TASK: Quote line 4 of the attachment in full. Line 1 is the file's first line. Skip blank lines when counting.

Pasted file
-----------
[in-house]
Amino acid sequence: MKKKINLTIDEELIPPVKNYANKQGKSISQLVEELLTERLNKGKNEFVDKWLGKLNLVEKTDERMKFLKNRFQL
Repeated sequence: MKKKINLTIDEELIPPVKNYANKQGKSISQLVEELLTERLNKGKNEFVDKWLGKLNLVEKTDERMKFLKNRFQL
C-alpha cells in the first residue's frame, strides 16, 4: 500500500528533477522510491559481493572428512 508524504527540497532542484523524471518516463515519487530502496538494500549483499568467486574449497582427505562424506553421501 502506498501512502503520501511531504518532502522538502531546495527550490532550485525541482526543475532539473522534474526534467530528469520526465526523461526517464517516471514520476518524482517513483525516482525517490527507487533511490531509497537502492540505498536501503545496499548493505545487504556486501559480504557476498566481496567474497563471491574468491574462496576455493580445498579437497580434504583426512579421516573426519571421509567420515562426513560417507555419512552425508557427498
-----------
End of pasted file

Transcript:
C-alpha cells in the first residue's frame, strides 16, 4: 500500500528533477522510491559481493572428512 508524504527540497532542484523524471518516463515519487530502496538494500549483499568467486574449497582427505562424506553421501 502506498501512502503520501511531504518532502522538502531546495527550490532550485525541482526543475532539473522534474526534467530528469520526465526523461526517464517516471514520476518524482517513483525516482525517490527507487533511490531509497537502492540505498536501503545496499548493505545487504556486501559480504557476498566481496567474497563471491574468491574462496576455493580445498579437497580434504583426512579421516573426519571421509567420515562426513560417507555419512552425508557427498